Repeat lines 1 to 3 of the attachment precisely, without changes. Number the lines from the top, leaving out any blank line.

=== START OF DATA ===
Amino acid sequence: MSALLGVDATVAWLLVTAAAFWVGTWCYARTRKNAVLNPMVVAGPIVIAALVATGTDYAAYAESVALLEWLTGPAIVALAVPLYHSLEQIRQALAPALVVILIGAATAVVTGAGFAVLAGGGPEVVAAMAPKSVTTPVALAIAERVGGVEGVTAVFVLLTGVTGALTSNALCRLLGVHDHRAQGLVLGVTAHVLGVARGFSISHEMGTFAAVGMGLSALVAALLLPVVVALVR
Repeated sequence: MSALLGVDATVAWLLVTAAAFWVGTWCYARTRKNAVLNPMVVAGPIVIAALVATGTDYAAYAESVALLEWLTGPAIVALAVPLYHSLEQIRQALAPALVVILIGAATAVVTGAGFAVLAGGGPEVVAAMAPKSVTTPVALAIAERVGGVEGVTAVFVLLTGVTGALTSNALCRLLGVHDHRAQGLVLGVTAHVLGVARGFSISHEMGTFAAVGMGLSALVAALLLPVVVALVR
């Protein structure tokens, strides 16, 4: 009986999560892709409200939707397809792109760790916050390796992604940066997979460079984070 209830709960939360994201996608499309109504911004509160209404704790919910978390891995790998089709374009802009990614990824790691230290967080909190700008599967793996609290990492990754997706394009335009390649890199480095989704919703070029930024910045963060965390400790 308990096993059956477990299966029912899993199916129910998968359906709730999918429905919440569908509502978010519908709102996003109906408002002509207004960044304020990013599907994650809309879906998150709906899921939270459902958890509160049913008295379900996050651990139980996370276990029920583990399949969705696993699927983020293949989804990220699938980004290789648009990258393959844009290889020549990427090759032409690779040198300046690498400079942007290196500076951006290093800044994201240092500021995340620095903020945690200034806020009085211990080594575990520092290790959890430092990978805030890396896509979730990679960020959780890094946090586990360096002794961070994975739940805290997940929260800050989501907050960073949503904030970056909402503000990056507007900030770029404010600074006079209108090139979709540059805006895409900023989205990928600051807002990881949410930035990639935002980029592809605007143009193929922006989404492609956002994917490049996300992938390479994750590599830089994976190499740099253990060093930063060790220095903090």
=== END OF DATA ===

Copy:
Amino acid sequence: MSALLGVDATVAWLLVTAAAFWVGTWCYARTRKNAVLNPMVVAGPIVIAALVATGTDYAAYAESVALLEWLTGPAIVALAVPLYHSLEQIRQALAPALVVILIGAATAVVTGAGFAVLAGGGPEVVAAMAPKSVTTPVALAIAERVGGVEGVTAVFVLLTGVTGALTSNALCRLLGVHDHRAQGLVLGVTAHVLGVARGFSISHEMGTFAAVGMGLSALVAALLLPVVVALVR
Repeated sequence: MSALLGVDATVAWLLVTAAAFWVGTWCYARTRKNAVLNPMVVAGPIVIAALVATGTDYAAYAESVALLEWLTGPAIVALAVPLYHSLEQIRQALAPALVVILIGAATAVVTGAGFAVLAGGGPEVVAAMAPKSVTTPVALAIAERVGGVEGVTAVFVLLTGVTGALTSNALCRLLGVHDHRAQGLVLGVTAHVLGVARGFSISHEMGTFAAVGMGLSALVAALLLPVVVALVR
């Protein structure tokens, strides 16, 4: 009986999560892709409200939707397809792109760790916050390796992604940066997979460079984070 209830709960939360994201996608499309109504911004509160209404704790919910978390891995790998089709374009802009990614990824790691230290967080909190700008599967793996609290990492990754997706394009335009390649890199480095989704919703070029930024910045963060965390400790 308990096993059956477990299966029912899993199916129910998968359906709730999918429905919440569908509502978010519908709102996003109906408002002509207004960044304020990013599907994650809309879906998150709906899921939270459902958890509160049913008295379900996050651990139980996370276990029920583990399949969705696993699927983020293949989804990220699938980004290789648009990258393959844009290889020549990427090759032409690779040198300046690498400079942007290196500076951006290093800044994201240092500021995340620095903020945690200034806020009085211990080594575990520092290790959890430092990978805030890396896509979730990679960020959780890094946090586990360096002794961070994975739940805290997940929260800050989501907050960073949503904030970056909402503000990056507007900030770029404010600074006079209108090139979709540059805006895409900023989205990928600051807002990881949410930035990639935002980029592809605007143009193929922006989404492609956002994917490049996300992938390479994750590599830089994976190499740099253990060093930063060790220095903090």